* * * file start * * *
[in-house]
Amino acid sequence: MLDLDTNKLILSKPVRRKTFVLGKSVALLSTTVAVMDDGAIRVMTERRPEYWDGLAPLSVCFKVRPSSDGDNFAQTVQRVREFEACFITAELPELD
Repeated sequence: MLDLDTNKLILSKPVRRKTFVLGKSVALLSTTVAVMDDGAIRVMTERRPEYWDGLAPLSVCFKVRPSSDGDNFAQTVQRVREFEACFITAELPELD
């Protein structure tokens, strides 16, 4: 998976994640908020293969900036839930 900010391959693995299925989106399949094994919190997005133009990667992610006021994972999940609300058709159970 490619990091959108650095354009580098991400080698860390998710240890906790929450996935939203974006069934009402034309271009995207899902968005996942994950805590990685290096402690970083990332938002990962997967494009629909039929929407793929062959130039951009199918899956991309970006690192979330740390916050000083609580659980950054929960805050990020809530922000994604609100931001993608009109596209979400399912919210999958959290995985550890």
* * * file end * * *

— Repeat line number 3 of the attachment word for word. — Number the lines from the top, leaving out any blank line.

Repeated sequence: MLDLDTNKLILSKPVRRKTFVLGKSVALLSTTVAVMDDGAIRVMTERRPEYWDGLAPLSVCFKVRPSSDGDNFAQTVQRVREFEACFITAELPELD